Wages Falling Fast— and Might Not Come Back

This consequence of the recession hearkens back to Depression
By Evann Gastaldo,  Newser Staff
Posted Jan 11, 2011 9:30 AM CST
Job seekers search for jobs at WorkSource Oregon Friday, Jan. 7, 2011, in Tualatin, Ore.   (AP Photo/Rick Bowmer)

(Newser) – More bad news for the unemployed: You may very well return to the workforce, but it will likely be at a significantly lower wage than you were earning before. The Wall Street Journal offers up the stories of workers who went, in one case, from a $150,000-per-year money manager job to $8.85-per-hour Starbucks barista; in another, from a managerial position to a janitorial one. Even those who manage to remain in their original industry will likely face lower earnings.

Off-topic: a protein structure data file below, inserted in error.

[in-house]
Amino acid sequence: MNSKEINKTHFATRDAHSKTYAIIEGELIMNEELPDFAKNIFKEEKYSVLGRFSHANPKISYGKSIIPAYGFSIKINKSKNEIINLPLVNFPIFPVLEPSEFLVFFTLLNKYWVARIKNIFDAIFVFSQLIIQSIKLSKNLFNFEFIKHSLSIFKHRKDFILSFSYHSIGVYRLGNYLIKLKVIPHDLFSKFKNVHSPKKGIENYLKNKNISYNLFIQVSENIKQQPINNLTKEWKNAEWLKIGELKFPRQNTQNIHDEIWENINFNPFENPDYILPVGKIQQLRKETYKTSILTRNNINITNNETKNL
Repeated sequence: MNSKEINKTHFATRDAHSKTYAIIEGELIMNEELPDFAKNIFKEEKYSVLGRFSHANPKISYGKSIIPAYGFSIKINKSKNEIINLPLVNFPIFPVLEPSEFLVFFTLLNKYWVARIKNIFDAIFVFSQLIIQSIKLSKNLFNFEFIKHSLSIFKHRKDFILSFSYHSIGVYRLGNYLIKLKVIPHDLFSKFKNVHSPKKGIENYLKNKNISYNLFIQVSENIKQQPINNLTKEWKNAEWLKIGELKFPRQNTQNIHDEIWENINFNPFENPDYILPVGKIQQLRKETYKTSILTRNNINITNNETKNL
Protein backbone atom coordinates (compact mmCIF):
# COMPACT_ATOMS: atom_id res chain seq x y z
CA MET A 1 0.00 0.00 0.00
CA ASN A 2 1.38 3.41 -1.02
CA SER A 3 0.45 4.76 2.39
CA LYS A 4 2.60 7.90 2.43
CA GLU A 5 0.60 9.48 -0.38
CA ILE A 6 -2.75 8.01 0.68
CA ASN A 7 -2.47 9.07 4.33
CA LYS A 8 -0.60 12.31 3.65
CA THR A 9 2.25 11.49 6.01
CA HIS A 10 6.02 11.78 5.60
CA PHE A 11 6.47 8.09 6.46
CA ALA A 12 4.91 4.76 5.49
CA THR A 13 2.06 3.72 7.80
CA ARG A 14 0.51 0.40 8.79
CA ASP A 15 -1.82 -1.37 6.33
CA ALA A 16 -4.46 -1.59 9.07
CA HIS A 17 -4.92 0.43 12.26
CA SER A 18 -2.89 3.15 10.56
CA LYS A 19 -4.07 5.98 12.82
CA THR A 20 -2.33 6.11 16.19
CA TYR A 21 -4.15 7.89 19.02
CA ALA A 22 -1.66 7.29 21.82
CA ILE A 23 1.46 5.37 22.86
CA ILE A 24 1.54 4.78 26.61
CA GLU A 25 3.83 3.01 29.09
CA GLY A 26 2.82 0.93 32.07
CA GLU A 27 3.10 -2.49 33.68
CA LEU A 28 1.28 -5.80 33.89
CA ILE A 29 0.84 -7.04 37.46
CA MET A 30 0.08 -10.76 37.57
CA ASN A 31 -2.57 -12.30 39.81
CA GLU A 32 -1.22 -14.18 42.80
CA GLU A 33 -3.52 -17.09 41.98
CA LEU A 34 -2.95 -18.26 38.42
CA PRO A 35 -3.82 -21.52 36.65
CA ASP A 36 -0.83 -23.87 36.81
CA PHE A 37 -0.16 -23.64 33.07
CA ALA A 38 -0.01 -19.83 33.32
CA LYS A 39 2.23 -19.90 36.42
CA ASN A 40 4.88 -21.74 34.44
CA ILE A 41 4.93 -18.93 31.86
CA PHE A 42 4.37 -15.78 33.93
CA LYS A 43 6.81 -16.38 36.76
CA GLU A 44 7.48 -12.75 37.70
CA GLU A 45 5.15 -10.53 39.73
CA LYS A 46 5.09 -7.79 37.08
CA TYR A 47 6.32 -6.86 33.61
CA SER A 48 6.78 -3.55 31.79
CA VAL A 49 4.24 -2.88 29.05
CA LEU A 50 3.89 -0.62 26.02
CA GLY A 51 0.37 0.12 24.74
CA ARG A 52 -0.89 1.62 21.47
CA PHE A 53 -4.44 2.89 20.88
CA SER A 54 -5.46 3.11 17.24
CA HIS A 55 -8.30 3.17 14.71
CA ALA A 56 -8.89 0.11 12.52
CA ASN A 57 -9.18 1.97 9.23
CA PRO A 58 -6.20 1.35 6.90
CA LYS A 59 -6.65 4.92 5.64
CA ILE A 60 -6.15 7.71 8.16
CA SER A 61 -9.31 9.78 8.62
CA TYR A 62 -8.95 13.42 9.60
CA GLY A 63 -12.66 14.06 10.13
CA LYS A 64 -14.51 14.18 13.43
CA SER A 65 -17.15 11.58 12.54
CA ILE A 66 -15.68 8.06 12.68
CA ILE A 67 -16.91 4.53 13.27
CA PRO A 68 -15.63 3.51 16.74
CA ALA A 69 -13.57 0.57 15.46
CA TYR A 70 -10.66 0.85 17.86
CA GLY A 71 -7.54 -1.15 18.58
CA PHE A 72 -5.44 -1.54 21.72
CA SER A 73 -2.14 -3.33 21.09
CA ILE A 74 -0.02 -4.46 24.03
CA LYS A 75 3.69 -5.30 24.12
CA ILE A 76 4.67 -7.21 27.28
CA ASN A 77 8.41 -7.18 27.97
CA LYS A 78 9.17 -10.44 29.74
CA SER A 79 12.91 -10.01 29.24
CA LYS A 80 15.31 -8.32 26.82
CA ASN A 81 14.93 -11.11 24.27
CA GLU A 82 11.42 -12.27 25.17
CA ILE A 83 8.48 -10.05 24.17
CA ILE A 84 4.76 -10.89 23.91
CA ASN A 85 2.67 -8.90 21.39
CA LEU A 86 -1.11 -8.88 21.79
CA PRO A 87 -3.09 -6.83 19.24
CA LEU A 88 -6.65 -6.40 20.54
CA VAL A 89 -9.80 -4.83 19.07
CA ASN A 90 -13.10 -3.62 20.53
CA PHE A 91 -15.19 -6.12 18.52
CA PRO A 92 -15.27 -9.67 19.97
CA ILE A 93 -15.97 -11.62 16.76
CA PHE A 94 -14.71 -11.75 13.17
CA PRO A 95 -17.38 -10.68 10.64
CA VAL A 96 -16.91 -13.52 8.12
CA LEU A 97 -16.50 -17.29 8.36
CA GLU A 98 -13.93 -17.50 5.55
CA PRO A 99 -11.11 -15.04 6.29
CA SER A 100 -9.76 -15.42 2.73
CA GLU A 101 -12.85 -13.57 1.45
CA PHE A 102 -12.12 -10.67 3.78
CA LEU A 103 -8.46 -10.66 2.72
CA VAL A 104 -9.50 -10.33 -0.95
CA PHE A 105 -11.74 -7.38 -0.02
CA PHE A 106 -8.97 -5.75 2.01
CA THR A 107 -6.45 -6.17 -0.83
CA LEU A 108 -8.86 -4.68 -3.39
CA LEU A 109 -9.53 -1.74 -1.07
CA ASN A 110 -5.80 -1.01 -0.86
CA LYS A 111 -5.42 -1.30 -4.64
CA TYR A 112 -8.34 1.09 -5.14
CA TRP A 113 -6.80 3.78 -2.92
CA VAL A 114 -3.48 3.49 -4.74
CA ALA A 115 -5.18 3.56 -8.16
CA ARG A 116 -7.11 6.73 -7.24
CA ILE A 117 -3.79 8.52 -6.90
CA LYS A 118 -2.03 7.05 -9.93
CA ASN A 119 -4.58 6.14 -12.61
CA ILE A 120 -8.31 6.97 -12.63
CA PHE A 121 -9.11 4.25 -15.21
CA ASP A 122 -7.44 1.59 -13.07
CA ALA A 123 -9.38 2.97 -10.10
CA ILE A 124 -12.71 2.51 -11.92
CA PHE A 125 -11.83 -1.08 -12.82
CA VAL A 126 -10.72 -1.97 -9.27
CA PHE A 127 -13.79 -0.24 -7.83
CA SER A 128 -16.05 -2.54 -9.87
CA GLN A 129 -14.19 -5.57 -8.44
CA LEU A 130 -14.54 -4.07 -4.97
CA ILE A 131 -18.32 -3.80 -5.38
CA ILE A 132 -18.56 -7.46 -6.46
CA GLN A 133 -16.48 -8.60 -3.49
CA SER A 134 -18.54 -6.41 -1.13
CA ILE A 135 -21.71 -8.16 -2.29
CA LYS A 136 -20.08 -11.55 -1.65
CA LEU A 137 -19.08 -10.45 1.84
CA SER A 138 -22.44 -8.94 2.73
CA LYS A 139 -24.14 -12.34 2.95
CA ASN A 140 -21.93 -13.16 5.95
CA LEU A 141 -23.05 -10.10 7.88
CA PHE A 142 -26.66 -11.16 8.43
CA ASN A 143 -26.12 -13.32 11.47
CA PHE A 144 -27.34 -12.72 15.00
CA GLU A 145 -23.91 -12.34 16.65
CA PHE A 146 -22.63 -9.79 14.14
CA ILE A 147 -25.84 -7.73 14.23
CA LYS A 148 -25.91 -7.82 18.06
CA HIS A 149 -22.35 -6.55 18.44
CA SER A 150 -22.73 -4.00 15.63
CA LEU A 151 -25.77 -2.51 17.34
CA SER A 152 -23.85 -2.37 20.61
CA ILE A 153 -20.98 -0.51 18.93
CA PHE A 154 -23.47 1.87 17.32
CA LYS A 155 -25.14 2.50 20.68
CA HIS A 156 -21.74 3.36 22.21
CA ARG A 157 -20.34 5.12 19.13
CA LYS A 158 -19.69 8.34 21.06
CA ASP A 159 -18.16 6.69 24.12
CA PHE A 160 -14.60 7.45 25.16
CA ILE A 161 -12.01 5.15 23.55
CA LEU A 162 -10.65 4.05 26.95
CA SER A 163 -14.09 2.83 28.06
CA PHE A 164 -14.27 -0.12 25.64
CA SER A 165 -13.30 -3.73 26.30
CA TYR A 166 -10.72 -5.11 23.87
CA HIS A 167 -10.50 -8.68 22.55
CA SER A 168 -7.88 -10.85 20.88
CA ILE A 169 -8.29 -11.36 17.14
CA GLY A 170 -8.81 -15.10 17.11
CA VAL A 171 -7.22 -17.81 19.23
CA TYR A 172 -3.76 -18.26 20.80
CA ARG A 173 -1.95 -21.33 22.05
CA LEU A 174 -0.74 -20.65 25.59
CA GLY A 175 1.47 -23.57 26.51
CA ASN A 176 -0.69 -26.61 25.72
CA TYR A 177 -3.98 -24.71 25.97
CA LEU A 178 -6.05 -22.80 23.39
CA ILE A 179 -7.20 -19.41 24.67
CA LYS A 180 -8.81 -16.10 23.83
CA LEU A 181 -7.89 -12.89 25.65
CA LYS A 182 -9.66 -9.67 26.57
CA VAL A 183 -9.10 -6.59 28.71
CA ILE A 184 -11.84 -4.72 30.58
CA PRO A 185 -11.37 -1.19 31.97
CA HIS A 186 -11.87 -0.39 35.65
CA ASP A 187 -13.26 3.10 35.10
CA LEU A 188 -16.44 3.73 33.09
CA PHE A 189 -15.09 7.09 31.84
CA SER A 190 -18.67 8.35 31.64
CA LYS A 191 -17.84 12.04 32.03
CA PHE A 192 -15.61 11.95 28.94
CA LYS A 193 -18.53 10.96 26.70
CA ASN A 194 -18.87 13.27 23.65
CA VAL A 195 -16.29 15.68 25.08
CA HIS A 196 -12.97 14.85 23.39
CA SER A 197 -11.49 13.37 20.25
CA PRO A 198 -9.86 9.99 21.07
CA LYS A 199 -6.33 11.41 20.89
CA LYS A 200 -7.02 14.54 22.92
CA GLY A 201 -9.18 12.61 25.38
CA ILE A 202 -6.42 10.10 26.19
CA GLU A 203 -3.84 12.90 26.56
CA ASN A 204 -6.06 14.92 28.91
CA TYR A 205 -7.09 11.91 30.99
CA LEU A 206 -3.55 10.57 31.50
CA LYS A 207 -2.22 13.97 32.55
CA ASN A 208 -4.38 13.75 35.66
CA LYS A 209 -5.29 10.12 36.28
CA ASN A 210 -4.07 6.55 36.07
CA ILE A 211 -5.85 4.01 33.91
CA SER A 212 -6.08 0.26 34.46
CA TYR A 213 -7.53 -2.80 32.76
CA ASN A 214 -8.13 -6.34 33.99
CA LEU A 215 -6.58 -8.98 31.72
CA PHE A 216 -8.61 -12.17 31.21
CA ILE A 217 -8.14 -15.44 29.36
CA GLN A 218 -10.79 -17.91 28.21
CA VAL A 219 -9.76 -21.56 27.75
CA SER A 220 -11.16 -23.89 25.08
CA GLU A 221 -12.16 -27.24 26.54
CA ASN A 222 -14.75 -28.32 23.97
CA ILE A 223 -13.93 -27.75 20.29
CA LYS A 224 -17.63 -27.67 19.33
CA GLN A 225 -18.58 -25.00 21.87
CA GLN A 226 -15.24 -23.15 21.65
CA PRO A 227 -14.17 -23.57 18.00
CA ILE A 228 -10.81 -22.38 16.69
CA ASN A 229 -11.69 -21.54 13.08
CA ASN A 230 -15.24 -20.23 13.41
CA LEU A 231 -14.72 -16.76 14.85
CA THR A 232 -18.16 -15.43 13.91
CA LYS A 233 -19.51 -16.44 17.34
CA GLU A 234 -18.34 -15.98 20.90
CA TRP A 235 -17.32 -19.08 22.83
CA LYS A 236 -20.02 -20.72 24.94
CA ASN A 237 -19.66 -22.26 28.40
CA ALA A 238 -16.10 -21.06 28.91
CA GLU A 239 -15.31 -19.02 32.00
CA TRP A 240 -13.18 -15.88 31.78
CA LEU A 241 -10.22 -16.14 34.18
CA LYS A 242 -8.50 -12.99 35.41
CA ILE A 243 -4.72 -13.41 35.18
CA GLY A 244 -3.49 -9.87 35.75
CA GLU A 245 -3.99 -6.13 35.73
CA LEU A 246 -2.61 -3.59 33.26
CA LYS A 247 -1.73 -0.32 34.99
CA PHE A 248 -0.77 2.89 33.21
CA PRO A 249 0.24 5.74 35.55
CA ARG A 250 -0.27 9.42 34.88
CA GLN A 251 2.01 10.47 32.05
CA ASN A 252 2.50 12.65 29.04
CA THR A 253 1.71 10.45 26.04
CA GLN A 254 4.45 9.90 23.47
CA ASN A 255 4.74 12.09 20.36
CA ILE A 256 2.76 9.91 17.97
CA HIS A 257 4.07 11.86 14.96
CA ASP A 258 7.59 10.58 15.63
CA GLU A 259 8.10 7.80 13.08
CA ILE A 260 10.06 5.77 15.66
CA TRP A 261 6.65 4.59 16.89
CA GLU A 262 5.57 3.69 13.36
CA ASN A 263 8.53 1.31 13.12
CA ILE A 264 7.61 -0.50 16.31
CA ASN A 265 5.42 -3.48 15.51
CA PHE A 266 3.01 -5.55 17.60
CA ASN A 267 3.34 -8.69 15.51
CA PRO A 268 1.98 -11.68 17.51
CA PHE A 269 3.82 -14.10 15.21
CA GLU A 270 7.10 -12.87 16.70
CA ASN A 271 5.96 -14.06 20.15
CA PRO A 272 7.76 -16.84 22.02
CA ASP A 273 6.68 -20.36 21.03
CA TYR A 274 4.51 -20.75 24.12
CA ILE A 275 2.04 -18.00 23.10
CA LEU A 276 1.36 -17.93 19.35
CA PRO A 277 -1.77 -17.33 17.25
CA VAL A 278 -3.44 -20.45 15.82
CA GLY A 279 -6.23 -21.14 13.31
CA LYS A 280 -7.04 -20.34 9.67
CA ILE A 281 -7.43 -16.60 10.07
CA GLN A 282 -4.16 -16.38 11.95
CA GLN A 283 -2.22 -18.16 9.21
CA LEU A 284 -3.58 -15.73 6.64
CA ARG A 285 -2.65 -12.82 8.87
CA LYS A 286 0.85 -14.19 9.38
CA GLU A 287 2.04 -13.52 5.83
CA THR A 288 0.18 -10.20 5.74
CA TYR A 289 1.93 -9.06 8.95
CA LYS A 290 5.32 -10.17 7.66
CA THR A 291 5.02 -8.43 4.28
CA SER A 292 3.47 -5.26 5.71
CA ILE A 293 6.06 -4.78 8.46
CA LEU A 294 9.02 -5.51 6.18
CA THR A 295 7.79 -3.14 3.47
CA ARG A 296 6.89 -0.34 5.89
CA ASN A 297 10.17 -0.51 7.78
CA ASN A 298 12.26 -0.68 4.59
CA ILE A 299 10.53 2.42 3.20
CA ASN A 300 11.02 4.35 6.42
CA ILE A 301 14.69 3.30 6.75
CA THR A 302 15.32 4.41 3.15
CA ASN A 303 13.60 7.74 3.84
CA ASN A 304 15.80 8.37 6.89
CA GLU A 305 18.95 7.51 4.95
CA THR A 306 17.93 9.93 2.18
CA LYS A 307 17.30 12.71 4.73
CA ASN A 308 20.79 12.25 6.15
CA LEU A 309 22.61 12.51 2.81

This recession has seen one of the sharpest and fastest wage declines since the Great Depression. One study shows that more than half of the workers who lost long-term, full-time jobs reported earnings loss when they returned to the workforce; 36% said they were making at least 20% less. And many may never earn their pre-recession salaries again, says one economist. The good news: The ability to offer lower wages is allowing many employers to start hiring again, and could ultimately make the US more prosperous.

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